Naturally, he said he was 'fine' and could go on. I insisted that he pull over at the next exit. I drove the rest of the way to my Grandparents farm, well rested, and very alert.

I'm glad to be able to tell that story.

On my epic youthful cross-country trip on a Kawasaki 175 two-cycle back in the late '60s, I was taking the bypass around Regina -- about 45 miles per side of a square, ruler-straight on dead-flat prairie. Other traffic at about 1 car per 5 minutes.

I can attest that road hypnosis is possible on a 'cycle. As my speed crept up into the 80s and location on the road began to vary, I managed with intense effort to release the accelerator grip, and coasted to the shoulder. I felt as though I had cheated death!

Any updates on driverless functionality?

All it takes is one person who was driving and paying full attention, who has excellent reflexes, and had a car that put on the brakes for him faster than was humanly possible and avoided a collision, to refute the claim that it's not a safety feature or that it's only for bad drivers. I'm one of those people. No matter how good your driving is, you can't stop somebody from swerving unexpectedly within a few feet of your front bumper and slamming on his brakes at 70 mph. You would have to start moving your foot toward the brake pedal before it even happened if you wanted to avoid an accident in that circumstance.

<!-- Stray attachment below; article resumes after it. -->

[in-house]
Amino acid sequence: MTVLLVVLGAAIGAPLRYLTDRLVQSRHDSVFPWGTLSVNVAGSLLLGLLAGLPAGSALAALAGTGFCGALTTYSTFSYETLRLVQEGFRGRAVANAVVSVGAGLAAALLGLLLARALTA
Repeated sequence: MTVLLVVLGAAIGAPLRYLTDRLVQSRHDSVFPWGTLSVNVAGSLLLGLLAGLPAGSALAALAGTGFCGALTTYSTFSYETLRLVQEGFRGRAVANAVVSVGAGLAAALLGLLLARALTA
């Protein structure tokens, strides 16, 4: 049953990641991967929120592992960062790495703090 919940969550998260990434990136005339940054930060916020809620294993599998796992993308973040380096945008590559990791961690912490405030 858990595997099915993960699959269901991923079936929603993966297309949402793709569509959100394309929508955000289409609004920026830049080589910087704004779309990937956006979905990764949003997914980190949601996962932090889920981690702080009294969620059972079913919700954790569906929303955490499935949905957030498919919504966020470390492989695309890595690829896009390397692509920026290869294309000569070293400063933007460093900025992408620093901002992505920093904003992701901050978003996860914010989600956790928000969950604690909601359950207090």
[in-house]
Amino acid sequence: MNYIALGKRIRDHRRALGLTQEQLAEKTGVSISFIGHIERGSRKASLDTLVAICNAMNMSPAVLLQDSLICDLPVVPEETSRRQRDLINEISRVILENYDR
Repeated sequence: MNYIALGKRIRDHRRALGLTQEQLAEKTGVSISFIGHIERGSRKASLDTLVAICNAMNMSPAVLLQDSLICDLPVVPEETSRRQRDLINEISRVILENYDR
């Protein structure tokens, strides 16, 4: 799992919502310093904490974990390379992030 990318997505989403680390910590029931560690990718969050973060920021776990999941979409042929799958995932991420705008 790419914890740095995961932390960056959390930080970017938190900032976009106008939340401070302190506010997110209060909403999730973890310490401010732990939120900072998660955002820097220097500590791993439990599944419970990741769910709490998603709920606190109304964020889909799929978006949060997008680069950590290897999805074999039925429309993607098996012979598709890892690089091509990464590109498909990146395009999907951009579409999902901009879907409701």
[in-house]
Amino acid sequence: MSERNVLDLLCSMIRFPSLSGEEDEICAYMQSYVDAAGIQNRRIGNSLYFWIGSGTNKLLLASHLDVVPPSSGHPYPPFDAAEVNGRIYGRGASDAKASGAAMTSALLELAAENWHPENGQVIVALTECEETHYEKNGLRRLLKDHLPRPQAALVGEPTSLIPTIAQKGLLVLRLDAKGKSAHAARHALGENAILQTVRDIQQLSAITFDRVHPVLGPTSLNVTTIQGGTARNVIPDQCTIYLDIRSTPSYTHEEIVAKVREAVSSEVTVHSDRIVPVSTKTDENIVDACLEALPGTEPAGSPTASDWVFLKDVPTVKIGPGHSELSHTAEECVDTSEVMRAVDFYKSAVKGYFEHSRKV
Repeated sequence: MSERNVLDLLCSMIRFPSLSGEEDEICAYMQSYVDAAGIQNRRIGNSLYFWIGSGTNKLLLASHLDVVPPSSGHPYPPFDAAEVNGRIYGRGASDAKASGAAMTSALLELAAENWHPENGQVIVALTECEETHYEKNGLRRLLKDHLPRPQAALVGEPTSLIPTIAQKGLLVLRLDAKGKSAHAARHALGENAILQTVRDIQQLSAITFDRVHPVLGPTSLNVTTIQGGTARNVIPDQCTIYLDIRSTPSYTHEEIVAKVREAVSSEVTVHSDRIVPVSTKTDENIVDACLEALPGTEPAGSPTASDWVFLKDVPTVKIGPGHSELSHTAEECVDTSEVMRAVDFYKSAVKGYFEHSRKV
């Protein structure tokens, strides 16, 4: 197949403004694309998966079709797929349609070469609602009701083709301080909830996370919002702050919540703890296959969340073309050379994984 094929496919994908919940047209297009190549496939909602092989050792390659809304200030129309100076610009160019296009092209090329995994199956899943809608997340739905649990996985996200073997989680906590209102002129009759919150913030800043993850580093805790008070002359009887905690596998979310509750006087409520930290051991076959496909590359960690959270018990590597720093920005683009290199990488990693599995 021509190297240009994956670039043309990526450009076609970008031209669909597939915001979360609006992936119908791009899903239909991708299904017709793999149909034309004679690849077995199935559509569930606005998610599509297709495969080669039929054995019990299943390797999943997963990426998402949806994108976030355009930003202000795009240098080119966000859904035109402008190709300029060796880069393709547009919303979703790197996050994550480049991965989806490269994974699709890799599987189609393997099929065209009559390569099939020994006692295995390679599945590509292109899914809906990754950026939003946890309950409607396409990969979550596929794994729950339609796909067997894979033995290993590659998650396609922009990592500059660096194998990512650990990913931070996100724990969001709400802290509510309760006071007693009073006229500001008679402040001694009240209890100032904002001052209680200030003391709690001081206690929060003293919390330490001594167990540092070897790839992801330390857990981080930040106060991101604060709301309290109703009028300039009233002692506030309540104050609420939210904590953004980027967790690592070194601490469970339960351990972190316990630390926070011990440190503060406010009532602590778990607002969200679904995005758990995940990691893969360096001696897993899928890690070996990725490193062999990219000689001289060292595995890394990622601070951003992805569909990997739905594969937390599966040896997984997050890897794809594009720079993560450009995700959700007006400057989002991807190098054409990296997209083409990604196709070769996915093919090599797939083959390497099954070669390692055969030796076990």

You shouldn't use passive forms of cruise control in moderate to heavy traffic, but ACC can increase your safety in those circumstances by keeping your following distance at a certain number of seconds, adjusting it when speeds change, keeping you from inadvertently speeding up way past the speed limits when drivers in front of you do, adjusting for you when somebody changes lanes in front of you, and reacting instantly to an unexpected hazard. Nobody is advocating that people use this instead of paying attention. Even with ACC, the assumption is that your eyes are on the road, and that your foot is either right behind the accelerator pedal or hovering over the brake pedal as appropriate. Use of either pedal overrides the ACC or disables it as appropriate.